This article is intended to answer one key question: what must senior managers and the leaders of businesses do to demonstrate they are competent for the role, and remain so? This is a far from easy question to answer. To compound this, there is often some complacency – senior managers may well believe that ‘competence’ is something that only the people below them need to worry about.
Not so. There will be much talk over the coming months about the Senior Managers regime (SMR). I acknowledge that for the banks and insurers this will represent an imminent and significant change but for financial planning firms, this is a more distant prospect, if at all. And SMR is primarily about senior manager responsibilities and accountability, not competence and how it is demonstrated. The need for senior management to have and be able to demonstrate their competence is an issue now; well it is if:
- a supervisory intervention is expected from the PRA or FCA;
- acquisitions are planned or the business is looking to significantly expand;
- there aren’t clear succession plans within the business, or
- if the intention is to run the business more effectively.
Whichever way you look, senior managers are under increasing scrutiny. I was involved in example of this recently where a business was looking to double the size of the business over the next 5 years through acquisition. The regulator asked this business to prove that the senior management team had the range of expertise necessary to manage a more complex business and a firm double the size in the future.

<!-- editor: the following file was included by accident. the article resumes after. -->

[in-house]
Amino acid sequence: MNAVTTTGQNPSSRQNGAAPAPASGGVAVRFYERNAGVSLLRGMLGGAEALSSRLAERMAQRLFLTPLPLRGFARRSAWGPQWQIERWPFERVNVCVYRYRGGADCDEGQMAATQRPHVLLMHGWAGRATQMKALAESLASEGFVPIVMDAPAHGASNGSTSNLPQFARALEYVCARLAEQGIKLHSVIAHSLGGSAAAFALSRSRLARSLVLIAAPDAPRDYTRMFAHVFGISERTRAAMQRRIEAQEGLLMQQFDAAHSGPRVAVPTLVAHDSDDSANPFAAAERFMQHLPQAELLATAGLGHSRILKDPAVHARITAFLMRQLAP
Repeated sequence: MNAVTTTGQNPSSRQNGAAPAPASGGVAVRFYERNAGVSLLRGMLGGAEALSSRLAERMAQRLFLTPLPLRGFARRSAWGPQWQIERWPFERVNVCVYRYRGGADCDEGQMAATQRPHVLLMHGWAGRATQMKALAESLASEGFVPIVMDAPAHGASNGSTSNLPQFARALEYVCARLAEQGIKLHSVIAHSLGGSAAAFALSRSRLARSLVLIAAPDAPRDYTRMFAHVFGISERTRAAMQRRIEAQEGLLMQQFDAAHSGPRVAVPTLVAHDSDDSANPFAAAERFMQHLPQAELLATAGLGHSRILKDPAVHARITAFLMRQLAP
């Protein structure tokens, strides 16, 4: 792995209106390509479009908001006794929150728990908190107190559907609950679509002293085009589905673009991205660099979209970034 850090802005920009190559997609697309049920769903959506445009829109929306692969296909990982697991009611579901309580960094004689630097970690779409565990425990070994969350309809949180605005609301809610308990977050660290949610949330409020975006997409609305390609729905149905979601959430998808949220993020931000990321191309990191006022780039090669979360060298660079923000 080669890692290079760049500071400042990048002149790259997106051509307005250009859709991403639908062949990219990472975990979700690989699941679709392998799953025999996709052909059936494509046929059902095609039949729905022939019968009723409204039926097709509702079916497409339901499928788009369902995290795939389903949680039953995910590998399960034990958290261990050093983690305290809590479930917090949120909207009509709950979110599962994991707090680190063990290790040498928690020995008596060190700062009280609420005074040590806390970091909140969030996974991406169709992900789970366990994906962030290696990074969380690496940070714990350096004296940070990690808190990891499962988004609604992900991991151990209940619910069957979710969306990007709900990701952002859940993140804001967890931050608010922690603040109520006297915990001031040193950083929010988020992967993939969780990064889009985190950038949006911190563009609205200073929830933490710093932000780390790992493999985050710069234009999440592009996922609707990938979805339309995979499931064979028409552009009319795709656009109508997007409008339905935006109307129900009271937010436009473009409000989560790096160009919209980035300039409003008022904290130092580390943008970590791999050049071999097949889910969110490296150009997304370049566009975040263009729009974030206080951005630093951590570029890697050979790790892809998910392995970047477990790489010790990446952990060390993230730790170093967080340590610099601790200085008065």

In my experience, the question of ‘competency’ with senior management is typically met by looks of confusion and complacency in equal measures.
This shouldn’t surprise anyone as the FCA expect firms to manage their own conduct risk and in many cases, this will stand or fall by the expertise of senior management. Frequently, the people ‘at the top’ are functional specialists who find them themselves running a business – a great financial planner running a financial planning firm, a great finance person becomes the finance director etc. Someone’s greatest strength is often also their greatest weakness. Senior managers may be good functional experts but are they also good leaders of the business? Don’t confuse the two because the regulator probably won’t.